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Journal of Cancer Education

, Volume 31, Issue 1, pp 84–92 | Cite as

An Evaluation Methodology for Longitudinal Studies of Short-Term Cancer Research Training Programs

  • Luz A. Padilla
  • Raam Venkatesh
  • Casey L. Daniel
  • Renee A. Desmond
  • C. Michael Brooks
  • John W. WaterborEmail author
Article

Abstract

The need to familiarize medical students and graduate health professional students with research training opportunities that cultivate the appeal of research careers is vital to the future of research. Comprehensive evaluation of a cancer research training program can be achieved through longitudinal tracking of program alumni to assess the program’s impact on each participant’s career path and professional achievements. With advances in technology and smarter means of communication, effective ways to track alumni have changed. In order to collect data on the career outcomes and achievements of nearly 500 short-term cancer research training program alumni from 1999–2013, we sought to contact each alumnus to request completion of a survey instrument online, or by means of a telephone interview. The effectiveness of each contact method that we used was quantified according to ease of use and time required. The most reliable source of contact information for tracking alumni from the early years of the program was previous tracking results, and for alumni from the later years, the most important source of contact information was university alumni records that provided email addresses and telephone numbers. Personal contacts with former preceptors were sometimes helpful, as were generic search engines and people search engines. Social networking was of little value for most searches. Using information from two or more sources in combination was most effective in tracking alumni. These results provide insights and tools for other research training programs that wish to track their alumni for long-term program evaluation.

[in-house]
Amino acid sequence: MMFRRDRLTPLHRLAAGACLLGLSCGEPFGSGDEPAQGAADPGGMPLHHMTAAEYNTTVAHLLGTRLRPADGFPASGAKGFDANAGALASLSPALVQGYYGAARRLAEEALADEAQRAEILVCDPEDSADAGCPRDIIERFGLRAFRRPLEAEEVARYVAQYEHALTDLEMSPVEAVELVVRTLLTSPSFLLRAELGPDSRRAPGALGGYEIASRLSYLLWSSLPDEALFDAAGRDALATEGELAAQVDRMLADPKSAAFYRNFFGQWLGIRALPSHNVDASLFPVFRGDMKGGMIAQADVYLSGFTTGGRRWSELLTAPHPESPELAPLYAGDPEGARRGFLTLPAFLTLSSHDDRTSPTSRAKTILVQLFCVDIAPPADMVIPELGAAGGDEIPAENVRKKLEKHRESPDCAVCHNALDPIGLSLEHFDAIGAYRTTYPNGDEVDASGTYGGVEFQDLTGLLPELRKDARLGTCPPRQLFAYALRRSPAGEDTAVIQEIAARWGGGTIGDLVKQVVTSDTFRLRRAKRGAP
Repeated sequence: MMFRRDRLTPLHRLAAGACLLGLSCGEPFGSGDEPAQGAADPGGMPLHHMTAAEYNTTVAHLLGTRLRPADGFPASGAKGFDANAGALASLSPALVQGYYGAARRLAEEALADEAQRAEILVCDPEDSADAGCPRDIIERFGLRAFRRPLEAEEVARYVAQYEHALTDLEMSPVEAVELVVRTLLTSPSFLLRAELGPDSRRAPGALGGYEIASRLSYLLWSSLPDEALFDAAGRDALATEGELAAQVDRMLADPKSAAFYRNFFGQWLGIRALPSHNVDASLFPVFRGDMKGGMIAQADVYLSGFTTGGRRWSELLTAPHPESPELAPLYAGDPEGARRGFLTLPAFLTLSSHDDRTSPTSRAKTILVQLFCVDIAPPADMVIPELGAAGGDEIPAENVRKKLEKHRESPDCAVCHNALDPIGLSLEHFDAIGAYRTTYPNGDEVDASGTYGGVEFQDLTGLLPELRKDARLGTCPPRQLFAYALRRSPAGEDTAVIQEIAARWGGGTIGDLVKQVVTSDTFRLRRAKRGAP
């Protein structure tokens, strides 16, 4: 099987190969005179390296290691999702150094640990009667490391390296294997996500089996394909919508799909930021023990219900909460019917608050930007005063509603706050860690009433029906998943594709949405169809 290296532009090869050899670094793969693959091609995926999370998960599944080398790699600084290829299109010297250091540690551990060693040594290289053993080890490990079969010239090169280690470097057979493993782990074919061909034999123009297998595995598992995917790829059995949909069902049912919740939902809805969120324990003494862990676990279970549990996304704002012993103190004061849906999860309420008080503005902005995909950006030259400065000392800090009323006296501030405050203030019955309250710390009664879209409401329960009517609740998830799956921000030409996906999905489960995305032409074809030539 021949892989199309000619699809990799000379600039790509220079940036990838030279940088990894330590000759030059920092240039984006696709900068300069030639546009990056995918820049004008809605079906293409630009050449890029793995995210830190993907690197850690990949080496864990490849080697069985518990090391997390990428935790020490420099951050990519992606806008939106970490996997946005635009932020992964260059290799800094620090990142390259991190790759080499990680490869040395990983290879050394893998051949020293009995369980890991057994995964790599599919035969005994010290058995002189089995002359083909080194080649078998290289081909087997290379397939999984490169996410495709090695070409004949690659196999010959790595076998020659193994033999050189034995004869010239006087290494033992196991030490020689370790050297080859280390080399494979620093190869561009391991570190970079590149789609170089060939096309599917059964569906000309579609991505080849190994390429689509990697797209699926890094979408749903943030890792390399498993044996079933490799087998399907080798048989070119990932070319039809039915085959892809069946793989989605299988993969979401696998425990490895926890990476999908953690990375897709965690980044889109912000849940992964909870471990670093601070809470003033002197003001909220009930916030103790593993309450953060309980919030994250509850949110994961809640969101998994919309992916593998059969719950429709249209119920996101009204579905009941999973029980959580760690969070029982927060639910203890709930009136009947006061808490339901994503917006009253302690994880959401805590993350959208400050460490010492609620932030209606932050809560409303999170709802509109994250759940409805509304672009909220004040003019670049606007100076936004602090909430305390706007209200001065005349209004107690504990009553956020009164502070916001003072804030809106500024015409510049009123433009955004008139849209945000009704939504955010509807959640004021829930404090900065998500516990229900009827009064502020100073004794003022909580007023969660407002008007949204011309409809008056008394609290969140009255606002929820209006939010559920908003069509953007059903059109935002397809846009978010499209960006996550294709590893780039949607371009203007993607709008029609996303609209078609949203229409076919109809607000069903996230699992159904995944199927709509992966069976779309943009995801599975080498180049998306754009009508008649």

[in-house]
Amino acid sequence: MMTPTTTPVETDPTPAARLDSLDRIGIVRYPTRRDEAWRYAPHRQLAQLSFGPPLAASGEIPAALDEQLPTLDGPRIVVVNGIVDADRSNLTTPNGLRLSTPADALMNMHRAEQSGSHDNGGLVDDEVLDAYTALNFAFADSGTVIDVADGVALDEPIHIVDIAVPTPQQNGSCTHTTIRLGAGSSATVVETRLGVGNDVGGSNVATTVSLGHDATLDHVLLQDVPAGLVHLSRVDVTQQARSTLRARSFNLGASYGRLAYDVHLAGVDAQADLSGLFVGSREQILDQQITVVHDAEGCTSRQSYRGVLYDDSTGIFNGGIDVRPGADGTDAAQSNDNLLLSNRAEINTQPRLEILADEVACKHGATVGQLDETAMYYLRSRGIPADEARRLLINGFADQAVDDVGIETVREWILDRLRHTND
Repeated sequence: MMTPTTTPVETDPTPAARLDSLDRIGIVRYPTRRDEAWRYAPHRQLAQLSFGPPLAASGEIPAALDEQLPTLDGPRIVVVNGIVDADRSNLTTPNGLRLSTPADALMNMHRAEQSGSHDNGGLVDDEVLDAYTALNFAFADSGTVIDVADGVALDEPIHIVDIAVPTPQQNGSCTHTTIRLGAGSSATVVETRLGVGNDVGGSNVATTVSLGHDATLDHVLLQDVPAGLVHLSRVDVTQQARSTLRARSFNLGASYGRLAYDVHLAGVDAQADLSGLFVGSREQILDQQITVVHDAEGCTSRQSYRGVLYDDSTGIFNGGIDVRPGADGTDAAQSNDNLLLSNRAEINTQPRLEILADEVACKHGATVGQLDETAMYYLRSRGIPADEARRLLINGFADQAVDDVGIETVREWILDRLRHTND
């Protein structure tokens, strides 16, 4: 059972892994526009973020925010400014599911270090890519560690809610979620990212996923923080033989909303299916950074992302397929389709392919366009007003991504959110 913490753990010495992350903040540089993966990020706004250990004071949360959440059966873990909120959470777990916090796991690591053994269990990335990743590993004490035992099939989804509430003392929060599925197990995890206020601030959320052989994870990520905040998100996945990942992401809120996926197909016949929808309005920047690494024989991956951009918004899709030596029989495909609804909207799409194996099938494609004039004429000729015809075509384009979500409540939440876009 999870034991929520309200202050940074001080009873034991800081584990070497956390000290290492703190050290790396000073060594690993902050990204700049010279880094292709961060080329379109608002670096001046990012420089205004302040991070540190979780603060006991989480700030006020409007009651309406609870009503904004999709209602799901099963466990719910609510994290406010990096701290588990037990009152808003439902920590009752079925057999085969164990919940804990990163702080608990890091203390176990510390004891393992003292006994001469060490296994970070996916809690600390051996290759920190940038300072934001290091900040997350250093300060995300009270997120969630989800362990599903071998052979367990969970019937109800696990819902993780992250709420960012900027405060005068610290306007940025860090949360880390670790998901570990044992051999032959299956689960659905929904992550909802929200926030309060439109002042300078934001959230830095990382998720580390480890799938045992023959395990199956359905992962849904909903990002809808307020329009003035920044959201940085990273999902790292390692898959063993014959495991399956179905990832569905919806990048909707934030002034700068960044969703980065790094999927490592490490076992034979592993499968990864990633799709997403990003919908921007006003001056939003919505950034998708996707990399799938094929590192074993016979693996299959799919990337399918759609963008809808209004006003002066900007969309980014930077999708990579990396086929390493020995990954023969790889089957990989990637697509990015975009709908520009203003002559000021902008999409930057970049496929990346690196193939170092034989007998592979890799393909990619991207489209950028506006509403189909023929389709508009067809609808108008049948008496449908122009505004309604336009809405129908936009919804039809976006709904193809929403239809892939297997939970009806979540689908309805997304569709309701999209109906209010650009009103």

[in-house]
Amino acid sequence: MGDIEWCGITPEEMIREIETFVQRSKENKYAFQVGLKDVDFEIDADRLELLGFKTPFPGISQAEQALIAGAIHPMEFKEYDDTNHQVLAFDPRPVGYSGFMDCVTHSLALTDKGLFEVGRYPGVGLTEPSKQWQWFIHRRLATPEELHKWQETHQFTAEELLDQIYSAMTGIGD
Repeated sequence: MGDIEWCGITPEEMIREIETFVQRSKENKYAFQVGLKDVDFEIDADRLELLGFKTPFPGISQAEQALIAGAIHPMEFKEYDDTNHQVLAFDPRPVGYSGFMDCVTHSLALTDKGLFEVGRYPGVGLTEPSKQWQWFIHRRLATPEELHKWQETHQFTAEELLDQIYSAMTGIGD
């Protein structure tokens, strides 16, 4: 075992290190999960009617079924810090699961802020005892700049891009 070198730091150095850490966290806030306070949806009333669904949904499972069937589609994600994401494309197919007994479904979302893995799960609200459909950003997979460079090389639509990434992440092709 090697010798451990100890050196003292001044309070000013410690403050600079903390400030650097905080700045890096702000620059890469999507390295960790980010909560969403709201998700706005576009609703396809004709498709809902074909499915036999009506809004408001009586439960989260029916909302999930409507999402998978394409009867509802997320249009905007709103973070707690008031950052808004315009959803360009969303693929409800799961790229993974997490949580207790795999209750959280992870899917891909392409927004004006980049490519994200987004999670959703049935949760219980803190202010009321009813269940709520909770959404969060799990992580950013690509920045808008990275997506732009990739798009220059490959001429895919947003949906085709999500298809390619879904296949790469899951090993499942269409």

Keywords

Cancer research training Program evaluation NCI R25 program 

Notes

Acknowledgments

The authors wish to thank our website manager Mr. Gregory Caudle of the UAB School of Public Health for his invaluable contributions, and Charles T. Prickett, M.P.H., for his assistance managing data from our earlier study.

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Copyright information

© Springer Science+Business Media New York 2014

Authors and Affiliations

  • Luz A. Padilla
    • 1
  • Raam Venkatesh
    • 2
  • Casey L. Daniel
    • 3
  • Renee A. Desmond
    • 4
  • C. Michael Brooks
    • 5
  • John W. Waterbor
    • 1
    Email author
  1. 1.Department of EpidemiologyUniversity of Alabama at BirminghamBirminghamUSA
  2. 2.School of MedicineUniversity of AlabamaBirminghamUSA
  3. 3.School of Public HealthHarvard UniversityBostonUSA
  4. 4.Division of Preventive Medicine, Department of MedicineUniversity of Alabama at BirminghamBirminghamUSA
  5. 5.School of Health ProfessionsUniversity of Alabama at BirminghamBirminghamUSA

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